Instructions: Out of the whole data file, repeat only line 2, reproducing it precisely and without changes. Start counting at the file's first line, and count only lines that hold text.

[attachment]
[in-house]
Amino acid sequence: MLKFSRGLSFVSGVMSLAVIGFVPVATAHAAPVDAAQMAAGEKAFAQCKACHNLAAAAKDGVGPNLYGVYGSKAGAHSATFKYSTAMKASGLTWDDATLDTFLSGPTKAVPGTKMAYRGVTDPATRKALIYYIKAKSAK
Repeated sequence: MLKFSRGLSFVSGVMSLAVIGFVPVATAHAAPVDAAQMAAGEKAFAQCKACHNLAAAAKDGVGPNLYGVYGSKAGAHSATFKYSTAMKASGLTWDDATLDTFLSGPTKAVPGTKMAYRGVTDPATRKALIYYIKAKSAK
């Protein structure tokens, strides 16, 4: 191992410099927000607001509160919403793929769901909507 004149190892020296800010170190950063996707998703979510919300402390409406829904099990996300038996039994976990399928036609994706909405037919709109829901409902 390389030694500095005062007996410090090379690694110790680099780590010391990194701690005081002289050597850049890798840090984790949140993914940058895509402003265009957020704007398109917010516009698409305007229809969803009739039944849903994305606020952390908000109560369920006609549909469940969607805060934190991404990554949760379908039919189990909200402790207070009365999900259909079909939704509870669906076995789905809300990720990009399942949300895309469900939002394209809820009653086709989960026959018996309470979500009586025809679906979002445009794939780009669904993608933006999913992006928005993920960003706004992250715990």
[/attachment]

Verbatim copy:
Amino acid sequence: MLKFSRGLSFVSGVMSLAVIGFVPVATAHAAPVDAAQMAAGEKAFAQCKACHNLAAAAKDGVGPNLYGVYGSKAGAHSATFKYSTAMKASGLTWDDATLDTFLSGPTKAVPGTKMAYRGVTDPATRKALIYYIKAKSAK